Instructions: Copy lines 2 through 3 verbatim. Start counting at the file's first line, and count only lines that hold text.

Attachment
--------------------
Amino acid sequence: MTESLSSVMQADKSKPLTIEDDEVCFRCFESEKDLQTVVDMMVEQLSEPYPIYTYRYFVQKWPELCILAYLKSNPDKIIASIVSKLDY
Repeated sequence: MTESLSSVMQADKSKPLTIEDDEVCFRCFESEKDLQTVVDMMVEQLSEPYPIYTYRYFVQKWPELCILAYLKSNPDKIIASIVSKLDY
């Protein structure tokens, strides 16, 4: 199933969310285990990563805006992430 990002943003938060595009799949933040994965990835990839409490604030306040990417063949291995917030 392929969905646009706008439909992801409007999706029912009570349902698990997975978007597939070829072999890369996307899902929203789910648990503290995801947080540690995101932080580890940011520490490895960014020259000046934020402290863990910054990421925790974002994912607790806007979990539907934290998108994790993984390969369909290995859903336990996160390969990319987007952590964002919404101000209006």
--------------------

Repeated sequence: MTESLSSVMQADKSKPLTIEDDEVCFRCFESEKDLQTVVDMMVEQLSEPYPIYTYRYFVQKWPELCILAYLKSNPDKIIASIVSKLDY
């Protein structure tokens, strides 16, 4: 199933969310285990990563805006992430 990002943003938060595009799949933040994965990835990839409490604030306040990417063949291995917030 392929969905646009706008439909992801409007999706029912009570349902698990997975978007597939070829072999890369996307899902929203789910648990503290995801947080540690995101932080580890940011520490490895960014020259000046934020402290863990910054990421925790974002994912607790806007979990539907934290998108994790993984390969369909290995859903336990996160390969990319987007952590964002919404101000209006």